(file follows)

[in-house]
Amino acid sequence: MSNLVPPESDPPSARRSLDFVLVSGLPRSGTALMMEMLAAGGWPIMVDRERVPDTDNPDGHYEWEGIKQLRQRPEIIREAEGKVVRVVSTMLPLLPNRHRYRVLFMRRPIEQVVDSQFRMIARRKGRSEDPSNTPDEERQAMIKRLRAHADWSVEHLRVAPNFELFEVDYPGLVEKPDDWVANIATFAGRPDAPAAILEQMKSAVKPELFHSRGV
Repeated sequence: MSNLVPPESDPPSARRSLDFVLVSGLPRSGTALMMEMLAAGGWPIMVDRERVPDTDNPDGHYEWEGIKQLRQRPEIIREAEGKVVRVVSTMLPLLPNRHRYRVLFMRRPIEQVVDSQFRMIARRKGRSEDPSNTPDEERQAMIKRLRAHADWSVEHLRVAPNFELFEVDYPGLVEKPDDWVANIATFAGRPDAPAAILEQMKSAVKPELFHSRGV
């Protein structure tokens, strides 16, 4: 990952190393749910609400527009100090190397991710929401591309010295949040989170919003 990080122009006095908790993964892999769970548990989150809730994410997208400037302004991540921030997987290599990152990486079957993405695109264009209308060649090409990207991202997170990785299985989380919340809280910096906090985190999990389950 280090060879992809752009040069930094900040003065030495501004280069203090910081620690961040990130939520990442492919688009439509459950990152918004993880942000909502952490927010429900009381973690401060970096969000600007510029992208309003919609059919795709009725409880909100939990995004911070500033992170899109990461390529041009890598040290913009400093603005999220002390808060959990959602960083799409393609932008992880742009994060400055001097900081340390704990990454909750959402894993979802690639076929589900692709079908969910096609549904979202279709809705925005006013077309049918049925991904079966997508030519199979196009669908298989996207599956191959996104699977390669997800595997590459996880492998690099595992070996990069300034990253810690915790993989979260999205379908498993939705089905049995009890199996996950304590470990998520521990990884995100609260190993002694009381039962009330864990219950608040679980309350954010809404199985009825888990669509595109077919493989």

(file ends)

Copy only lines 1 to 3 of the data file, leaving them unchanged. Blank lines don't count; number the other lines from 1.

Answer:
[in-house]
Amino acid sequence: MSNLVPPESDPPSARRSLDFVLVSGLPRSGTALMMEMLAAGGWPIMVDRERVPDTDNPDGHYEWEGIKQLRQRPEIIREAEGKVVRVVSTMLPLLPNRHRYRVLFMRRPIEQVVDSQFRMIARRKGRSEDPSNTPDEERQAMIKRLRAHADWSVEHLRVAPNFELFEVDYPGLVEKPDDWVANIATFAGRPDAPAAILEQMKSAVKPELFHSRGV
Repeated sequence: MSNLVPPESDPPSARRSLDFVLVSGLPRSGTALMMEMLAAGGWPIMVDRERVPDTDNPDGHYEWEGIKQLRQRPEIIREAEGKVVRVVSTMLPLLPNRHRYRVLFMRRPIEQVVDSQFRMIARRKGRSEDPSNTPDEERQAMIKRLRAHADWSVEHLRVAPNFELFEVDYPGLVEKPDDWVANIATFAGRPDAPAAILEQMKSAVKPELFHSRGV